Summer’s effects on the ecology and hydrology within Wisconsin’s inland lakes are well studied. Data collection is easier and many field-deployed sensors and equipment can withstand the conditions of a Midwestern heat in July.
But what about changes in the winter? The historic assumption is that not a lot happens. Frozen conditions on the lake’s surface render the normally shifting environment underneath quiet and undisturbed. However, researchers at the University of Wisconsin Madison Center for Limnology are discovering that’s not exactly true.
“It’s often difficult to sample, especially during bookends when ice is just freezing or when ice is thawing in the spring. It’s just not safe to get out there,” said Noah Lottig. “So we’ve been working to develop platforms that can be deployed easily underneath the ice.”
In mid-to-late November, the underwater platforms that have sensors attached to them are deployed in one of several lakes monitored by Lottig and his research team at the North Temperate Lakes Long Term Ecological Research network. The sensors sit in the water until early May.
Data from the fieldwork measuring heat exchange and oxygen abundance will inform questions regarding lake stratification, long term changes to water temperatures and the role weather has in influencing the physical dynamics of lakes.
Lottig hopes the data collected will also inform management decisions and guide modeling efforts to better understand biology in the ecosystem – like thermal habitat loss for the walleye species, which is an important game species in Wisconsin.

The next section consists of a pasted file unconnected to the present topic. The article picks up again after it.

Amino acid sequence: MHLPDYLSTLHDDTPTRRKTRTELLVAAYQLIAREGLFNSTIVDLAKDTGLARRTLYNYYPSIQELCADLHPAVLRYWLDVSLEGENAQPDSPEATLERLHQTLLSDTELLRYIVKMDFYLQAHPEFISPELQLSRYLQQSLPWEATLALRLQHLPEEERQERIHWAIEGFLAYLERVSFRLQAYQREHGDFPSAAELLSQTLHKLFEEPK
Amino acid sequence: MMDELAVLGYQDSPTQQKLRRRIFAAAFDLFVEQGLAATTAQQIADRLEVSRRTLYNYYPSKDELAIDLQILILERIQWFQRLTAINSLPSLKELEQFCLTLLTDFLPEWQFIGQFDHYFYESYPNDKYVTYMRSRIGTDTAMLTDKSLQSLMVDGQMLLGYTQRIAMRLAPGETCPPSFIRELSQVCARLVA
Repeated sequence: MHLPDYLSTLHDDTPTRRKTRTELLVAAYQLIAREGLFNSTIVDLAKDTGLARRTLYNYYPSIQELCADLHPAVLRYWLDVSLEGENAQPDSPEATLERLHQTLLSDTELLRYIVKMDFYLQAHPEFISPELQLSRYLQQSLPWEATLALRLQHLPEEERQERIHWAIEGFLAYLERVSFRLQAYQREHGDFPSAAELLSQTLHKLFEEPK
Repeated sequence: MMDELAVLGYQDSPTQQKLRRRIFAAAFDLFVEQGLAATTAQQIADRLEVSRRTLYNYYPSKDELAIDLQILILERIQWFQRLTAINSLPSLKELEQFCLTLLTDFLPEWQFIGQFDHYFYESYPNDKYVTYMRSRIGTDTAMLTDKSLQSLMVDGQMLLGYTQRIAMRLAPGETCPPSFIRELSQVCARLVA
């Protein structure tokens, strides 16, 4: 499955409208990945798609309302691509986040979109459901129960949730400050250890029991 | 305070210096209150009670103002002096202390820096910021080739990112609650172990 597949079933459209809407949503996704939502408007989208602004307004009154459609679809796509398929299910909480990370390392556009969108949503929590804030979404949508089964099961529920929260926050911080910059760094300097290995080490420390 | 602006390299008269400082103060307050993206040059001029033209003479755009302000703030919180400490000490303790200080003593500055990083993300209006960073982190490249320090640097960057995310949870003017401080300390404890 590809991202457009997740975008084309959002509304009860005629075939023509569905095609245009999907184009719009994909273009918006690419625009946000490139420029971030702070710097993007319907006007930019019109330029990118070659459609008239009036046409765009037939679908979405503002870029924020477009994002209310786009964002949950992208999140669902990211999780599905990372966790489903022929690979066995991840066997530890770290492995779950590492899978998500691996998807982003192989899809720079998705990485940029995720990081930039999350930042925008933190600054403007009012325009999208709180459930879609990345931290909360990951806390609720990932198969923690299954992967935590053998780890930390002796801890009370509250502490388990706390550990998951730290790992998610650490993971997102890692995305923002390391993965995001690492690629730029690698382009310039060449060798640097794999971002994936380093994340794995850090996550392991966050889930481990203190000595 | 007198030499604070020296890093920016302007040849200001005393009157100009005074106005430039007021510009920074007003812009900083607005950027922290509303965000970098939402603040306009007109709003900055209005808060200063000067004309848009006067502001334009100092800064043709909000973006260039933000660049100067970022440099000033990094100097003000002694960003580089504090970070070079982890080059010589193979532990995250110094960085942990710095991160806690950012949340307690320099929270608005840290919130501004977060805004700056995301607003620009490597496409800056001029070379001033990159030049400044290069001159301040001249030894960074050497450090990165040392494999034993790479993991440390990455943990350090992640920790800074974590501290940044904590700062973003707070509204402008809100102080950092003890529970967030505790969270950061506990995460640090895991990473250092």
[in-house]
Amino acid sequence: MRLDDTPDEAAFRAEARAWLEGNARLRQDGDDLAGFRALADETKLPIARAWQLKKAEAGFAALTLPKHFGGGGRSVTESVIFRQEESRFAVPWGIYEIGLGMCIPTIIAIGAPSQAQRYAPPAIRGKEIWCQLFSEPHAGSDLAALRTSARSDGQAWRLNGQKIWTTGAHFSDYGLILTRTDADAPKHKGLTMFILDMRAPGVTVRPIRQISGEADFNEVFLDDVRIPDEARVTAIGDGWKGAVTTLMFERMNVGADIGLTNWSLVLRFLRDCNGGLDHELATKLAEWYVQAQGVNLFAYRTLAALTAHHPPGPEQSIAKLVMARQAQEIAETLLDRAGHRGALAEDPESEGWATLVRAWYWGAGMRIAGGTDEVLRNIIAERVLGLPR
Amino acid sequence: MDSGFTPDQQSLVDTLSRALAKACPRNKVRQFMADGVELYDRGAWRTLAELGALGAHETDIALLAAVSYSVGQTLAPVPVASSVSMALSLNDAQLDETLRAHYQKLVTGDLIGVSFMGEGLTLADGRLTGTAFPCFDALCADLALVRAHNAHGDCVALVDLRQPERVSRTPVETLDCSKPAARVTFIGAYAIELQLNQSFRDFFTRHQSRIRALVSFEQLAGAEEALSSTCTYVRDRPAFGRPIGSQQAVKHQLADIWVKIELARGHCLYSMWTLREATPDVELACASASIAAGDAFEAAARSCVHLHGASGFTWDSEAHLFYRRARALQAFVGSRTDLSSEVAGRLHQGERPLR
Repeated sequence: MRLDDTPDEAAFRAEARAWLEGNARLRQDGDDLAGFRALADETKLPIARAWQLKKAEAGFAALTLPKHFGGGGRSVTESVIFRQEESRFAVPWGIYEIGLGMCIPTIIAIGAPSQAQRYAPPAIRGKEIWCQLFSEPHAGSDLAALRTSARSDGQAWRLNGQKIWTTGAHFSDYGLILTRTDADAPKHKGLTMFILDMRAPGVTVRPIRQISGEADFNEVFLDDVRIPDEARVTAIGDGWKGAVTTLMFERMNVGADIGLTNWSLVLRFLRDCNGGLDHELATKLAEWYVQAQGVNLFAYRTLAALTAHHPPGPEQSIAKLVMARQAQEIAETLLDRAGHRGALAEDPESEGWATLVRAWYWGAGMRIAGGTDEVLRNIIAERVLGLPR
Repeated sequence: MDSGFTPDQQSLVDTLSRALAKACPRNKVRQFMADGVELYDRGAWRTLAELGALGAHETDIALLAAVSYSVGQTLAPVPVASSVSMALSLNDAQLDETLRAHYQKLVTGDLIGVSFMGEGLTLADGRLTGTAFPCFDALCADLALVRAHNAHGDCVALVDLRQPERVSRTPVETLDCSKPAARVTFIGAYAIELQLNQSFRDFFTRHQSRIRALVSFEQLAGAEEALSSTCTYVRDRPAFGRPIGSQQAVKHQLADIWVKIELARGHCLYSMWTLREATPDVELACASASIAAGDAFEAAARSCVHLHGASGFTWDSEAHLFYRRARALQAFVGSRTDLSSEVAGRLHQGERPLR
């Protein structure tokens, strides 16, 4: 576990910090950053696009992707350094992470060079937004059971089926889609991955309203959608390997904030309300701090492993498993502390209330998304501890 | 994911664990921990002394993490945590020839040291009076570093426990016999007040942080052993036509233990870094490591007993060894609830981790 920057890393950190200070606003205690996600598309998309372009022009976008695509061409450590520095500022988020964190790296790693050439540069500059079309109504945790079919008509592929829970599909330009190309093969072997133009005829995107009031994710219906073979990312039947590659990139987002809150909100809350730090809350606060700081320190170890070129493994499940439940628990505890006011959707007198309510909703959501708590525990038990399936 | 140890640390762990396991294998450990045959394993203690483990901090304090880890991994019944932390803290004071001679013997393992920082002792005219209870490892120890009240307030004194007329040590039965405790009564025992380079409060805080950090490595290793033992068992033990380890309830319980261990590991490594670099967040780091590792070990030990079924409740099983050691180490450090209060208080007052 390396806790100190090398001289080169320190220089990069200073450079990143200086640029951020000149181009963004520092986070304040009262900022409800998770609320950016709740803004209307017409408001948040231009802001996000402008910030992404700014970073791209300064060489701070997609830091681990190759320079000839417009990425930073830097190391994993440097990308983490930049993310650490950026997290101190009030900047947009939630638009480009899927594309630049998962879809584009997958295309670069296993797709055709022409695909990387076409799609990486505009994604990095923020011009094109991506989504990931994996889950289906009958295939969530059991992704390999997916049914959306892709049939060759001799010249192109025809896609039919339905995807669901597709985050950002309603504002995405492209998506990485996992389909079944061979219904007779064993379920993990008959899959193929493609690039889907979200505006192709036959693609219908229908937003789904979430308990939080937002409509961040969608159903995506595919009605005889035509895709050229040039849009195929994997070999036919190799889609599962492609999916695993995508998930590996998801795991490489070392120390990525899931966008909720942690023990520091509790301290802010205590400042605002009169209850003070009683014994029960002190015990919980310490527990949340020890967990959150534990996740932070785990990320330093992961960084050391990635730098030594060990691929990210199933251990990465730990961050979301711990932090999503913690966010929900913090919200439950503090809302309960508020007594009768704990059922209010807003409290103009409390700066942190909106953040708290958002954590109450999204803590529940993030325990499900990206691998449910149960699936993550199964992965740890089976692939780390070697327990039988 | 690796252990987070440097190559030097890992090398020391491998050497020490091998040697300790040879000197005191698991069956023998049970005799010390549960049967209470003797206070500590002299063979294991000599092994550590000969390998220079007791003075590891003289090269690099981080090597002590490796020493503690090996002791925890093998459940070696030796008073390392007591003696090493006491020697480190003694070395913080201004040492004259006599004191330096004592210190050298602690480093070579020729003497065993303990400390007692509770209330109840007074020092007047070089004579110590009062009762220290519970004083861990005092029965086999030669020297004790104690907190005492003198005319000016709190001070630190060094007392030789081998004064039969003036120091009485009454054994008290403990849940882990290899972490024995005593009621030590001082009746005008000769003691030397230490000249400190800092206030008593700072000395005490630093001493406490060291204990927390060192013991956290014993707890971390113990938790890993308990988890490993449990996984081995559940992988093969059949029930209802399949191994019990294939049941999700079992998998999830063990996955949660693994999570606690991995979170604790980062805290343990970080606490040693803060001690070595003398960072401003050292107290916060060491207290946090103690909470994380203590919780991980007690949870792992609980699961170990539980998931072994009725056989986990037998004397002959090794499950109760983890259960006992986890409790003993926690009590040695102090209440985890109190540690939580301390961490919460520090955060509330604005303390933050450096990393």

To understand why recruitment for the organism is declining and the role climate change plays in that trend, scientists will need data that until recently was not feasible to collect. The necessary sensor technology was too expensive or wasn’t accessible. And without data from previous decades, it’s not easy to contextualize change over time.
However, researchers at the Trout Lake Station, which operates under the University of Wisconsin’s Center for Limnology, have benefited from the institution operating as a source of long-form research and data collection that few other places have had the luxury of working with.
Utilized by academics from around the world, the Trout Lake Station functions as a temporary home for anyone interested in studying the area.
“We have more than 30 different organizations coming through for long or short durations to collect data. Each summer, we have 9-10 core projects that have students working and living on-site,” said Gretchen Gerrish, Trout Lake Station director. “We accept visitors from all over, as long as it’s research based.”
Originally founded in northern Wisconsin in 1925 and surrounded by lakes, Trout Lake Station got its start as a Long Term Research Ecological Research site in 1981 after funding was approved by the National Science Foundation. Catalyzed by a need for more robust research that tracks environmental changes over time, the station plays host to several research projects year-round.
One researcher from the University of Wisconsin Eau Claire is studying the species richness and distribution patterns of mosses in different water habitats. Another researcher from UW Madison wants to better understand the relationship between yellow perch and rainbow smelt fish populations.